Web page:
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Most contestants from smaller cities stay away from political forum
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Editor's note: This article has been revised to reflect the following correction, which will appear in Sunday's print edition. Genese Lane was one of the moderators at the Liberty County Joint Political Forum on Monday evening. Two front-page articles Wednesday gave her name incorrectly. The Coastal Courier regrets the error.

City council and mayoral candidates for Riceboro and Walthourville elections were scarce at Monday evening’s Liberty County Joint Political Forum.

Walthourville City Council candidate Sarah Hayes, Riceboro City Council candidate Louise Brown, Riceboro mayoral candidates Joe Harris and Gregory Richardson, and Walthourville Mayor Daisy Pray were the only candidates outside of Hinesville present during the event at the Liberty County Performing Arts Center.

Moderator Genese Lane read messages from candidates who declined the invitation to participate in the forum.

Riceboro Mayor Bill Austin wrote, “I and most of the council will not be attending the forum. We have elected to speak to our constituents on a more-personal level in the coming weeks.”

Harris said that the biggest issue that’s not getting enough attention in Riceboro is a lack of businesses, but more importantly, residents impacting the city’s decision-making.

“We really need to invest in our citizens. Look how many citizens are here from Riceboro. I’m very happy to that they came out tonight, even though our council did not come,” he said. “We want to make an impact and represent our city well. So wherever we go, we need to represent them well. So if they came here tonight, they would want us to be here.”

Hayes, who is seeking re-election to Walthourville City Council’s Post 3 seat, was that city’s only council candidate present. She said that when she heard about the forum, she was excited to tell people about herself. Hayes has been a resident of Walthourville since
1991 when she was stationed at Fort Stewart. She fell in love with the city and built a home in Walthourville for when she retired.

Hayes said she had no intention of going into politics but saw a need for people to come together in the community. She felt that there wasn’t enough involvement by residents and started to attend City Council meetings.

Hayes is in her first term as a council member and said that she has helped improve the city’s fire department, which she oversees. The city has gone through two fire chiefs, and she said the current one is educated and driven by excellence. The fire department has done a “360,” she said. When people weren’t getting along in the fire department, Hayes and others put on a dinner to bring everyone together. Since then, she said, relations have been better among fire-department members.

She also mentioned teaching computer classes to seniors in the community.

“I look forward to sticking with it,” Hayes said. “I see a lot of growth and a lot of growth potential.”

Pray said she is happy to be Walthourville’s mayor and plans to keep the city moving at all times. Pray was asked if she supports the Special Purpose Local Options Sales Tax.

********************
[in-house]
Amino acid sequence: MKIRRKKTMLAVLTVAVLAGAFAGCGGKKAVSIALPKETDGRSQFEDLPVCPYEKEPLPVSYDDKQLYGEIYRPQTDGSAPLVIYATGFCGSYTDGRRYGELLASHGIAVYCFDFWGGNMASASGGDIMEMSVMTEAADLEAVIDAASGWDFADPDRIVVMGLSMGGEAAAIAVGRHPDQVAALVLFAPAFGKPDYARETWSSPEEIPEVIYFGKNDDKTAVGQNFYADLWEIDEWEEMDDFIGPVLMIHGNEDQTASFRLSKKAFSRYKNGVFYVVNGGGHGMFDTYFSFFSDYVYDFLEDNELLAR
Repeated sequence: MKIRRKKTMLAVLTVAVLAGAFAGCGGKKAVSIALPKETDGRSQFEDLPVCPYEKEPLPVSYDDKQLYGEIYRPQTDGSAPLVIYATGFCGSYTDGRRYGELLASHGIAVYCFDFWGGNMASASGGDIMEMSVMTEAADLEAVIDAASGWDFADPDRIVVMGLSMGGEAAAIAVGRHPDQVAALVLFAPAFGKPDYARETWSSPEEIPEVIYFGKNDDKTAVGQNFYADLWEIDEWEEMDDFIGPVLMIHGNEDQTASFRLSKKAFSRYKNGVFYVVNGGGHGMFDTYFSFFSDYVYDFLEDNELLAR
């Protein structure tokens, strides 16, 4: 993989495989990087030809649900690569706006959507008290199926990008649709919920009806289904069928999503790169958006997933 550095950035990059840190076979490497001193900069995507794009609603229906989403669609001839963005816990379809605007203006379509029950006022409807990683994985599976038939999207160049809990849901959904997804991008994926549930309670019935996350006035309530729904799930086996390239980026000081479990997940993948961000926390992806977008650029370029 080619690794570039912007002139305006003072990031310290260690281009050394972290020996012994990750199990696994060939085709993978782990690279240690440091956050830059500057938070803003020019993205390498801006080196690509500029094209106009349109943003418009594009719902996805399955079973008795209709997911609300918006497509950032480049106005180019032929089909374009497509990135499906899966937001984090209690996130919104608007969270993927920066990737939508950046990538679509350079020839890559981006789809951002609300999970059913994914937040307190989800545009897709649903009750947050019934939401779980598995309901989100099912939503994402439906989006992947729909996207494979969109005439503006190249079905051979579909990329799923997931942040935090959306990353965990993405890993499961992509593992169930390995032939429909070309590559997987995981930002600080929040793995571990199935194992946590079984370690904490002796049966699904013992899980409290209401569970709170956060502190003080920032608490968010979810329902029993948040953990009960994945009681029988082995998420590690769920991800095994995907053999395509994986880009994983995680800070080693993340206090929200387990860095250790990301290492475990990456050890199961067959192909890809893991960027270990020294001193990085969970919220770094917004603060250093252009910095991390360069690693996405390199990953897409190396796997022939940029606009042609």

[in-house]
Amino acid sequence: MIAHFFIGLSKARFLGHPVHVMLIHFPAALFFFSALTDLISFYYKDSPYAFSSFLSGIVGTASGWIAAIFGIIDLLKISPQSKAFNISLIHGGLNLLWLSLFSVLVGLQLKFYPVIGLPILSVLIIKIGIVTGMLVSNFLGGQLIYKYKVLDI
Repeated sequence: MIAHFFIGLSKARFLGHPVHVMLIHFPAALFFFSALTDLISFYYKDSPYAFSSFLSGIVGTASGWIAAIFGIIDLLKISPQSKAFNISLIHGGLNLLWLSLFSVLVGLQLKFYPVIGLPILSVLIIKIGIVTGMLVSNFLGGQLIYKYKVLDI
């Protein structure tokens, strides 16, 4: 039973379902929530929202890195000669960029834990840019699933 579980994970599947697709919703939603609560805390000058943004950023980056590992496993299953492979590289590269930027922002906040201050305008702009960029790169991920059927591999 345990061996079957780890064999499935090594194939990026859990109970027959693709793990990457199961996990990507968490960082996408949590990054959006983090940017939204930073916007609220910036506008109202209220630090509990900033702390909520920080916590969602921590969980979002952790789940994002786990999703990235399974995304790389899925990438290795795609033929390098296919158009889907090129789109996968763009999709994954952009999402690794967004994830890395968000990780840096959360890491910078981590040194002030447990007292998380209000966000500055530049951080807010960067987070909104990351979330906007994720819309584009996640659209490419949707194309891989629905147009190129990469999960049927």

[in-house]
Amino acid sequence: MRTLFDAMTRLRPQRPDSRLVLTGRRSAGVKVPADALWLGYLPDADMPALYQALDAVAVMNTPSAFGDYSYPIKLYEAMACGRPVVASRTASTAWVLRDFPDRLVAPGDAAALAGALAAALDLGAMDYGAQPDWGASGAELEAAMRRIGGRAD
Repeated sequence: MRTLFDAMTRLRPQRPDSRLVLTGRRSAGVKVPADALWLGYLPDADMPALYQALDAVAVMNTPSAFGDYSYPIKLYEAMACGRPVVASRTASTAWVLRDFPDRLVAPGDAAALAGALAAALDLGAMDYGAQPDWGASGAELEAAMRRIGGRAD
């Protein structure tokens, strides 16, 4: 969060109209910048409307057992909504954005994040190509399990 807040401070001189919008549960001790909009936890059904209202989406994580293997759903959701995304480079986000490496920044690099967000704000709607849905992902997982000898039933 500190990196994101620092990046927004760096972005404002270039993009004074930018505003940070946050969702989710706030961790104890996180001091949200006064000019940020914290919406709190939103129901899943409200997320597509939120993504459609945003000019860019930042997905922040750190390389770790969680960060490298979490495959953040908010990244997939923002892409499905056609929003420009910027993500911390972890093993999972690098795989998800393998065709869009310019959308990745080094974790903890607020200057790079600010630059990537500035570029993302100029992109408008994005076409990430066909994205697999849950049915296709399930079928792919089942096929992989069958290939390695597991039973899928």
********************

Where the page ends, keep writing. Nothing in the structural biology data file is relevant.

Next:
“Yes, I do, but I have unanswered questions about it,” she said. “I can’t say I support it 100 percent. Right now, it’s 95 percent. My concern is with the money being divided among all the cities equally.”

Pray said the biggest concern facing Walthourville is transportation along dirt roads and the need for more businesses in the city. When asked what distinguishes her from her challenger, Carrie Anderson, Pray said it was her availability to city residents. Pray said she has an open-door policy and is willing to hear any citizen’s concern.

Riceboro City Council candidate Louise Brown, who described herself as a lifelong resident of the city, said that she had developed a love and a passion for law enforcement — which she considers a part of politics — through working with various law-enforcement departments.

“About 15 years ago, I’ve had the desire to be a part of the City Council of my community, and so I believe at this time, God has prepared me for what I need to stand up, speak up and be a new voice for my community,” Brown said. “To go out and add to what has already been established and add something new to Riceboro that may not exist at this time.”

Riceboro mayoral candidate Harris said he would foster a sense of belonging in the community.

“We need to be united as citizens of Liberty,” he said. “We are all one. So we work together for the common goal. We should promote our vibrant cultures. Although we are one, we are all different and we need to capitalize on our differences by visiting different cities. Then we should work together to coordinate service for Liberty projects. Then, assure ability and compliance of county elected officials.”
Richardson said he would do his “level best” to be a part of the things for the future.

“When we have businesses want to locate in our county, we would direct them to the towns, to the cities that does not have one of ‘those,’” he said. “I would like for us to unite as a county and say Riceboro does not have one of those, or Walthourville — likewise a grocery store. Just direct those businesses to the city that does not have one of those.”

Both candidates agreed that the most-pressing issue in Riceboro is having more businesses. Harris said he would collaborate with the Liberty County Chamber of Commerce and other cities to get a store in Riceboro. Richardson said it’s vital for employees who work in Riceboro to spend their money in the city instead of in other counties.

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